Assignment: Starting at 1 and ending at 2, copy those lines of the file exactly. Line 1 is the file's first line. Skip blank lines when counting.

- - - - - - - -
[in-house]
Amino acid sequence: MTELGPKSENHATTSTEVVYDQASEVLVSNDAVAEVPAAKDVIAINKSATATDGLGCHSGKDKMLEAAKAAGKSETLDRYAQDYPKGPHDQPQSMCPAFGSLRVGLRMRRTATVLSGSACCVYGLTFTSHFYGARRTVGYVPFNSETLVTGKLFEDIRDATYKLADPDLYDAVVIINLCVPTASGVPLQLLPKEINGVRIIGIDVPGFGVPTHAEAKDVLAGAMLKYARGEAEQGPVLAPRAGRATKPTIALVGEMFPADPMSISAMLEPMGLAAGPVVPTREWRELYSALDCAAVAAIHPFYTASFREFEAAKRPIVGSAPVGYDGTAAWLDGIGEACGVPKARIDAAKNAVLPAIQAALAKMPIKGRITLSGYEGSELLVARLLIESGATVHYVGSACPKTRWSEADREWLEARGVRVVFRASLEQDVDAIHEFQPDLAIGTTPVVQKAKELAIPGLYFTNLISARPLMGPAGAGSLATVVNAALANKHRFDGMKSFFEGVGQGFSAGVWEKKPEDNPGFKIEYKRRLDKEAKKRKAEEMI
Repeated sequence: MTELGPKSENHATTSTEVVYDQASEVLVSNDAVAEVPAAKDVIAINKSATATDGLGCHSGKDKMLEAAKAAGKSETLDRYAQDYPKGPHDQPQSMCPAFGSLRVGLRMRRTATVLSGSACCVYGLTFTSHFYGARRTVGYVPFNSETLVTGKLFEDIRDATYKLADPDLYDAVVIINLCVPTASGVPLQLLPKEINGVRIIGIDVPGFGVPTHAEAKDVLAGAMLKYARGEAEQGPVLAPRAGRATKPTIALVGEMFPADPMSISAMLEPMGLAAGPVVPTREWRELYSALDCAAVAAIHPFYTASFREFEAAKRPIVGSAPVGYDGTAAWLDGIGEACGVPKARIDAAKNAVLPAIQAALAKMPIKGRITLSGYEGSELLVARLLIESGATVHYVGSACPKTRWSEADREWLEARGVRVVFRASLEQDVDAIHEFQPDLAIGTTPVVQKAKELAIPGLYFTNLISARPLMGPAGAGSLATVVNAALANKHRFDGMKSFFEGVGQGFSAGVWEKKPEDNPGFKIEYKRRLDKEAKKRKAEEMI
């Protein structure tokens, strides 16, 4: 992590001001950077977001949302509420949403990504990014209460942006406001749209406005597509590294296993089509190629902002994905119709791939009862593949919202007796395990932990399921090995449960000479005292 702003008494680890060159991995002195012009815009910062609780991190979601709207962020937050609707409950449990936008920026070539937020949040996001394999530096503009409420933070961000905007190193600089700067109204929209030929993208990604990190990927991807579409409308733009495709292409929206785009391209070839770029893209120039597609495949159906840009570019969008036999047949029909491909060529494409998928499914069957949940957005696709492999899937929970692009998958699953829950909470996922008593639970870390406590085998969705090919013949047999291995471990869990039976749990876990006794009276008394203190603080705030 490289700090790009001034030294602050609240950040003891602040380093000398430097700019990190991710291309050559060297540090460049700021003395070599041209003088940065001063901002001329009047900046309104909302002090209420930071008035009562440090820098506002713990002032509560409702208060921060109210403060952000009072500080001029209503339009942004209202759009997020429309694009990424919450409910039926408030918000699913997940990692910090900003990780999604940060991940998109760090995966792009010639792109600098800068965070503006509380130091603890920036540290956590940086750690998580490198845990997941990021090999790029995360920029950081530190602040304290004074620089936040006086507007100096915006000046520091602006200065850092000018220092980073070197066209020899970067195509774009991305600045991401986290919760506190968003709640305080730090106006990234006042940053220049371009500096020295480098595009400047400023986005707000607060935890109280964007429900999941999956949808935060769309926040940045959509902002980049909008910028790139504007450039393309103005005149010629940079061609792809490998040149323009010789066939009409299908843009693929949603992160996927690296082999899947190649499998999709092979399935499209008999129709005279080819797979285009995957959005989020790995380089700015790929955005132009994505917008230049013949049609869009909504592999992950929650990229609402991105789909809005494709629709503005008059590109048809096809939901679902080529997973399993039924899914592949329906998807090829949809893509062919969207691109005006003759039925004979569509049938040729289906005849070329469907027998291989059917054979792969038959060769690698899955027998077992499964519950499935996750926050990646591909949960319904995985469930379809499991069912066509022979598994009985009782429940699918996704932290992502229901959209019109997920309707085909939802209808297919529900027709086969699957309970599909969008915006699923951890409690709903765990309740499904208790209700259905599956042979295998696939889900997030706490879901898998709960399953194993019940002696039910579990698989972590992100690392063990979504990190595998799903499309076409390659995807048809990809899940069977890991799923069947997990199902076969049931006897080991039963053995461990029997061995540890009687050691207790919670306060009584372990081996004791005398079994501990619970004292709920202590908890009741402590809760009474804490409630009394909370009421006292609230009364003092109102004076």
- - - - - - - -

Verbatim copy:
[in-house]
Amino acid sequence: MTELGPKSENHATTSTEVVYDQASEVLVSNDAVAEVPAAKDVIAINKSATATDGLGCHSGKDKMLEAAKAAGKSETLDRYAQDYPKGPHDQPQSMCPAFGSLRVGLRMRRTATVLSGSACCVYGLTFTSHFYGARRTVGYVPFNSETLVTGKLFEDIRDATYKLADPDLYDAVVIINLCVPTASGVPLQLLPKEINGVRIIGIDVPGFGVPTHAEAKDVLAGAMLKYARGEAEQGPVLAPRAGRATKPTIALVGEMFPADPMSISAMLEPMGLAAGPVVPTREWRELYSALDCAAVAAIHPFYTASFREFEAAKRPIVGSAPVGYDGTAAWLDGIGEACGVPKARIDAAKNAVLPAIQAALAKMPIKGRITLSGYEGSELLVARLLIESGATVHYVGSACPKTRWSEADREWLEARGVRVVFRASLEQDVDAIHEFQPDLAIGTTPVVQKAKELAIPGLYFTNLISARPLMGPAGAGSLATVVNAALANKHRFDGMKSFFEGVGQGFSAGVWEKKPEDNPGFKIEYKRRLDKEAKKRKAEEMI